The Spud Diaries – Entry 5 – Settling In with Plaque Build Up

The Spud Diaries – Entry 5 – Settling In with Plaque Build Up


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IN THE BAG: A side of soft sweetpotato chips served in a brown paper bag accompanies the Peruvian-influence spag bog, at the Lima restaurant, Viva. Note the required food blog pic filter used here again.

IN THE BAG: A side of soft sweetpotato chips served in a brown paper bag accompanies the Peruvian-influence spag bog, at the Lima restaurant, Viva. Note the required food blog pic filter used here again.

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It's time to embrace Peru, and a toothbrush.

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NEARING 24 hours without brushing my teeth is perhaps a new record.

At this point, my breath could strip paint, which I'm hoping those I'm interacting with don't assume this as typical of Australian dental hygiene.

Apologies for any Aussies who may be tainted by my Colgate-less mouth and have been refused accommodation or a taxi ride because of their nationality.

The first full day in the Peru is spent tapping away on the keyboard while waiting for the missing piece of luggage to arrive.

It arrives late in the afternoon with little time left for exploring Lima but the intent is there so out I go to suss out some sustenance.

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Will I go for something typically Peruvian? Perhaps some South American delicacy steeped in historical significance?

Of course not. An A-frame blackboard advertising spaghetti bolognaise catches my attention so that's where I land.

It's a franchise-looking eatery called "Viva". What follows is a confusing ordering process in very, very broken Spanish, pointing, shaking heads (some in indicating no, others in frustration) and eventually settling on a menu item.

The patient staff member brings out my meal and encourages me to also purchase a piece of bread for an extra Peruvian sol.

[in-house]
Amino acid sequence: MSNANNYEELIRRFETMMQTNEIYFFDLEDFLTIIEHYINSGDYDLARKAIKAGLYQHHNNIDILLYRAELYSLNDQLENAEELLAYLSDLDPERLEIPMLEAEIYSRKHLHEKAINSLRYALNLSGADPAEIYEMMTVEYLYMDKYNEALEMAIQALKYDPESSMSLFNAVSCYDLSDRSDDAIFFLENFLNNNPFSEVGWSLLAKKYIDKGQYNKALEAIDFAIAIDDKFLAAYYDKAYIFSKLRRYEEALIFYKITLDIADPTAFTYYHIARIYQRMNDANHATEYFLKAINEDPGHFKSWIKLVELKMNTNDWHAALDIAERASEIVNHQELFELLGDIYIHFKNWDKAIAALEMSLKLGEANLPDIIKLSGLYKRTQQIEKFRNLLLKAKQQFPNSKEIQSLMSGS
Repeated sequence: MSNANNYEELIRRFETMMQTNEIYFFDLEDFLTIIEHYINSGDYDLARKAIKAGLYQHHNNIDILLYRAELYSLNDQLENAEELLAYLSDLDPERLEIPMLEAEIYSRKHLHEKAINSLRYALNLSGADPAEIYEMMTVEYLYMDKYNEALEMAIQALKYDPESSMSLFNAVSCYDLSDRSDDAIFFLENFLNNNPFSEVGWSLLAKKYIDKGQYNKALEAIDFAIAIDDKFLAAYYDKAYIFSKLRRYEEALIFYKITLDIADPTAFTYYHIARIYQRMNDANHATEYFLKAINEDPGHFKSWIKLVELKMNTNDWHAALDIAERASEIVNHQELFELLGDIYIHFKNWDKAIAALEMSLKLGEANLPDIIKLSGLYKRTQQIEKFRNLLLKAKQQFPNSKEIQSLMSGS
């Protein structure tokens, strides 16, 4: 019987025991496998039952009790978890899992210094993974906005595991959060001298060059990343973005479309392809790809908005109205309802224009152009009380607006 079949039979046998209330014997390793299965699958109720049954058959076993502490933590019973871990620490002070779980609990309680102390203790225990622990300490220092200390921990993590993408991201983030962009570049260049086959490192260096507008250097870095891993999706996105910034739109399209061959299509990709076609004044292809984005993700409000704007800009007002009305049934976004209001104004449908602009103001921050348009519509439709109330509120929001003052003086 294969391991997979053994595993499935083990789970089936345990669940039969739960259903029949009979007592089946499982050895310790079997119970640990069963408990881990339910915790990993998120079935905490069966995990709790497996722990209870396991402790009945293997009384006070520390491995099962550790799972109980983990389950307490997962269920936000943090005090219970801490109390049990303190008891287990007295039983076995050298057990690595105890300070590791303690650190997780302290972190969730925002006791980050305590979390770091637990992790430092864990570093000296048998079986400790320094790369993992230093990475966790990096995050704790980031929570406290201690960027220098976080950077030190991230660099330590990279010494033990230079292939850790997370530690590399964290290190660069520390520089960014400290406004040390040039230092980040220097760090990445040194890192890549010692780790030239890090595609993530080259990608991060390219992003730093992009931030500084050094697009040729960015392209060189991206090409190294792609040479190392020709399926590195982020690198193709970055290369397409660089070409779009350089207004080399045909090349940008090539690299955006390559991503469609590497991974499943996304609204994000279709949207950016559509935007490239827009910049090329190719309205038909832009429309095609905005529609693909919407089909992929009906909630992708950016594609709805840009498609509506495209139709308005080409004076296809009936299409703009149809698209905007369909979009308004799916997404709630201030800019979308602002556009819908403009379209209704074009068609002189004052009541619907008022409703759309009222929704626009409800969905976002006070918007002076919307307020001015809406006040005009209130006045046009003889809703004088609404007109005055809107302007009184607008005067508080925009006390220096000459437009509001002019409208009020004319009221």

The spag bog (a term I purposefully include in here to annoy a NSW journalist colleague who has previously declared it a "very Qld phrase" as opposed to his preference of "spag bol") is delicious.

It includes chunks of beef around the edge and a spice mix that seems fresher than the usual sauce-from-a-jar consumed at home.

GOOD BLOKES: Two of the very patient staff at Viva who took time to understand the broken Spanish of a hungry traveller.

GOOD BLOKES: Two of the very patient staff at Viva who took time to understand the broken Spanish of a hungry traveller.

Importantly, it comes with a side of what could be best described as soft sweetpotato chips, increasing my Peruvian potato consumption by one.

These too are very nice but their softness makes them different to the sweetpotato chips (or "papas fritas") that used to be available from KFC and other places.

They aren't over salted and are served in a brown paper bag, which would please many hipster millennials I know.

On initial observations, food is fairly cheap for what you get. This meal cost about $9 Australian.

With the meal allowance allocated, I should probably be ordering dessert with every meal. 

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  • Ashley Walmsley travelled to Peru with assistance from the Crawford Fund and with financial support from DFAT Council on Australia Latin America Relations.​ 
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